GOP hunts for unified strategy in emergency declaration fight

GOP hunts for unified strategy in emergency declaration fight
© Stefani Reynolds

The fight over President TrumpDonald TrumpCapitol fencing starts coming down after 'Justice for J6' rally Netanyahu suggests Biden fell asleep in meeting with Israeli PM Aides try to keep Biden away from unscripted events or long interviews, book claims MORE’s emergency declaration is opening new fractures within the Senate Republican caucus ahead of a showdown on the floor next week.

GOP senators are struggling to unify behind a strategy to address the declaration, even as they face pressures like fresh figures released by Customs and Border Protection (CBP) that show a dramatic rise in apprehensions at the U.S.-Mexico border.

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Republicans are discussing the possibility of alternative measures that would let the caucus lay out its position on border security and offer a counterpoint to a House-passed resolution of disapproval blocking Trump. But instead of bringing Republicans together, they are struggling to agree on what an alternative would look like — underscoring the deep divisions sparked by Trump’s action.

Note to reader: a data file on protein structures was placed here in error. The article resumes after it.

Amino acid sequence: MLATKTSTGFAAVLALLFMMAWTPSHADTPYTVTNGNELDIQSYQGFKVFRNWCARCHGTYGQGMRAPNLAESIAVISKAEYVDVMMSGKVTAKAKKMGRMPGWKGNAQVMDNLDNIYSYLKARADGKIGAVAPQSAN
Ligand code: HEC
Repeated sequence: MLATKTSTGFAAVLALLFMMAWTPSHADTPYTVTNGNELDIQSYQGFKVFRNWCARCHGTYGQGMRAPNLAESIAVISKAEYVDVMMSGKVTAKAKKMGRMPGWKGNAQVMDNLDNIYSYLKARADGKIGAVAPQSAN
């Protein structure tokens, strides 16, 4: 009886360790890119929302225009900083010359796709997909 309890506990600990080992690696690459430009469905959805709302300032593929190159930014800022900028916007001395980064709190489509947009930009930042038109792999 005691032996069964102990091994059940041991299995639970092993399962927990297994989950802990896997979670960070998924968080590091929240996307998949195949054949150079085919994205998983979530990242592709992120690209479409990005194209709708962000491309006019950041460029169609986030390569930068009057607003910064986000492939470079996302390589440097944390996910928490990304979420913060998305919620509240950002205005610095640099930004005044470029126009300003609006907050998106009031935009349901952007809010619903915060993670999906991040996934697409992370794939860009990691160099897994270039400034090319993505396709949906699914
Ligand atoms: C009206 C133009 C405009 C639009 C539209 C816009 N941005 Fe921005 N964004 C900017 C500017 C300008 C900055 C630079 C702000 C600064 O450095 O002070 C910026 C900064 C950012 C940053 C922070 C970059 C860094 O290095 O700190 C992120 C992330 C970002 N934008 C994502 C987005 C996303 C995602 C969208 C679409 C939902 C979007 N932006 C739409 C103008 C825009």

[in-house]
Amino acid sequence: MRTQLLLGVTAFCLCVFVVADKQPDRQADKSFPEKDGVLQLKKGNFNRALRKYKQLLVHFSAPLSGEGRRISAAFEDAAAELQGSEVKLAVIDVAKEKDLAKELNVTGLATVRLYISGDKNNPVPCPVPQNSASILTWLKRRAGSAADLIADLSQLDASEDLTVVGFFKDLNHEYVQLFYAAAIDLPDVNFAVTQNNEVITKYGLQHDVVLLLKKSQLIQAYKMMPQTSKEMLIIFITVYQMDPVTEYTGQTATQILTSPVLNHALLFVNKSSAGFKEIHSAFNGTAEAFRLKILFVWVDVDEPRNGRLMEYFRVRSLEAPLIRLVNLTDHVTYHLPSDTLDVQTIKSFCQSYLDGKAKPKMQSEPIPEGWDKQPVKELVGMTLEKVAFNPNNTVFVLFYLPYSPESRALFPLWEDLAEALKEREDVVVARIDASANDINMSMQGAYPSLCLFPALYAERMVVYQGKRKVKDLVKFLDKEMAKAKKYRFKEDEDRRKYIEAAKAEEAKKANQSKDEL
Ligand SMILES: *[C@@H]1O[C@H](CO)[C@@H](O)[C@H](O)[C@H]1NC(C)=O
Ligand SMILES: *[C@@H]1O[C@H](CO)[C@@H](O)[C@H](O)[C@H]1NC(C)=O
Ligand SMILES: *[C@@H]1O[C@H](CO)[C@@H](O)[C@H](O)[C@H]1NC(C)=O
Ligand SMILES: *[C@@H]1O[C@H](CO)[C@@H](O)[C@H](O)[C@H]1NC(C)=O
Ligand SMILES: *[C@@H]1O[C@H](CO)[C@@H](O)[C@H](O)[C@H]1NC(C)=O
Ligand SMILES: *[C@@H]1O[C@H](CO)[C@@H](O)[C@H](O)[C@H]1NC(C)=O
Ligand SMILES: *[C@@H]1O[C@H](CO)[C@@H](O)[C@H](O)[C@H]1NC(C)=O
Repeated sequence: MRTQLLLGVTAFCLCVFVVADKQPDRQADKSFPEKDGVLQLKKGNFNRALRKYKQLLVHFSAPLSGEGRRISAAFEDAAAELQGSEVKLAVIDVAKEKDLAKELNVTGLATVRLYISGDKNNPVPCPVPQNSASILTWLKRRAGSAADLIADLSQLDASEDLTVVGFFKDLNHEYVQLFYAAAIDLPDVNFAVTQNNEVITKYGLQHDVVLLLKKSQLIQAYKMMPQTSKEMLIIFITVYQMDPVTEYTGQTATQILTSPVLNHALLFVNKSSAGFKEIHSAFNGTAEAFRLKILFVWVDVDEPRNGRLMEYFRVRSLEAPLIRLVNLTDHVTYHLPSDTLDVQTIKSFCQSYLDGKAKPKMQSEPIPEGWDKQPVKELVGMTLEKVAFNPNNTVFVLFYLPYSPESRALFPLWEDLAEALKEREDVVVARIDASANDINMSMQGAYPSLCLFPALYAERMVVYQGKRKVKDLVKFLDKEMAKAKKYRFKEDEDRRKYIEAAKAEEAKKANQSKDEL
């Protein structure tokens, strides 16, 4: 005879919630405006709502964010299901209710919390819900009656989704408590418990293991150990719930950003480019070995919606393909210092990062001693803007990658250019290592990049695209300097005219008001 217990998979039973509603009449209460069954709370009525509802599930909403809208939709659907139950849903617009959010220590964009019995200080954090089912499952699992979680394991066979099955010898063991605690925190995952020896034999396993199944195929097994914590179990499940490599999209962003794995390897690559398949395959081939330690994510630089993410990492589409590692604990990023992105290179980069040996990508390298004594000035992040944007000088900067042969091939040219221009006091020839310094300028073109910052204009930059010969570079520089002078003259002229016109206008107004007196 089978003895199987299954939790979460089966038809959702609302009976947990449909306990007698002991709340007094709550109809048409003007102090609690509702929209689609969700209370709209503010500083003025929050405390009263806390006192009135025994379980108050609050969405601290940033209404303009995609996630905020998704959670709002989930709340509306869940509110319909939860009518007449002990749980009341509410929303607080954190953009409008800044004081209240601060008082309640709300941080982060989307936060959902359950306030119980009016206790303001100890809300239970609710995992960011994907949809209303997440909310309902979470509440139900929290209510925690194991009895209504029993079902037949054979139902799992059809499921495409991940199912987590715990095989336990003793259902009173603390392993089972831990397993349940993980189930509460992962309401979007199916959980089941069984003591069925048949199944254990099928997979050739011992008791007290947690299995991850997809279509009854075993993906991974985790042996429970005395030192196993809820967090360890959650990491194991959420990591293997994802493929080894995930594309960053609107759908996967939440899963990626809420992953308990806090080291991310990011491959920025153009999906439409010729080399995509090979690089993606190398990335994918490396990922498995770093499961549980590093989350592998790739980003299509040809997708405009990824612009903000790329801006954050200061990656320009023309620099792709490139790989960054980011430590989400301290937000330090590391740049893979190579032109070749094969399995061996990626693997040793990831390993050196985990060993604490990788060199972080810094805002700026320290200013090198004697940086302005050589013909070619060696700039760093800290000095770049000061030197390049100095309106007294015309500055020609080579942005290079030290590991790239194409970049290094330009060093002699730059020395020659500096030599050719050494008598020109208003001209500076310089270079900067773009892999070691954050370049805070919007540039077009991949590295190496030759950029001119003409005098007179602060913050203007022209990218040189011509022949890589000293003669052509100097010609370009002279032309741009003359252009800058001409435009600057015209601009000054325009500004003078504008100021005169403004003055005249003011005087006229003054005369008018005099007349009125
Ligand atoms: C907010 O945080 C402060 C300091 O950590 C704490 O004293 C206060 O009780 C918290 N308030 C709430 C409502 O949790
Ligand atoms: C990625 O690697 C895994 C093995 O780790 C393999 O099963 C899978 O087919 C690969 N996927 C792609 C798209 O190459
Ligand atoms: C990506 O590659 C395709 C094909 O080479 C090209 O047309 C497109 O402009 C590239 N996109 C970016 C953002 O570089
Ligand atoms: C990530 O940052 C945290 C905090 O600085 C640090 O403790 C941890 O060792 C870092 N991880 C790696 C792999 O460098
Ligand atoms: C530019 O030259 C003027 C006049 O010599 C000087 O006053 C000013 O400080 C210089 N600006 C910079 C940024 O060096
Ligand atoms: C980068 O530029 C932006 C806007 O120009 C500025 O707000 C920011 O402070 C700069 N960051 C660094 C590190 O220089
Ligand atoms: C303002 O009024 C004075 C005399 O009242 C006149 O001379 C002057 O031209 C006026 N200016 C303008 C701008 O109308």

Sen. Ron JohnsonRonald (Ron) Harold JohnsonDomestic extremists return to the Capitol GOP senator: Buying Treasury bonds 'foolish' amid standoff over debt ceiling, taxes Internal poll shows Barnes with 29-point lead in Wisconsin Democratic Senate primary MORE (R-Wis.) said a number of his Republican colleagues were working to draft a measure but voiced frustration that Majority Leader MItch McConnell (R-Ky.) isn’t more engaged in the talks. He said that by failing to offer their own proposal they were ceding “ball control” to House Speaker Nancy PelosiNancy PelosiBiden pushes back at Democrats on taxes Yarmuth and Clyburn suggest .5T package may be slimmed Of partisan fights and follies, or why Democrats should follow Manchin, not Sanders MORE (D-Calif.).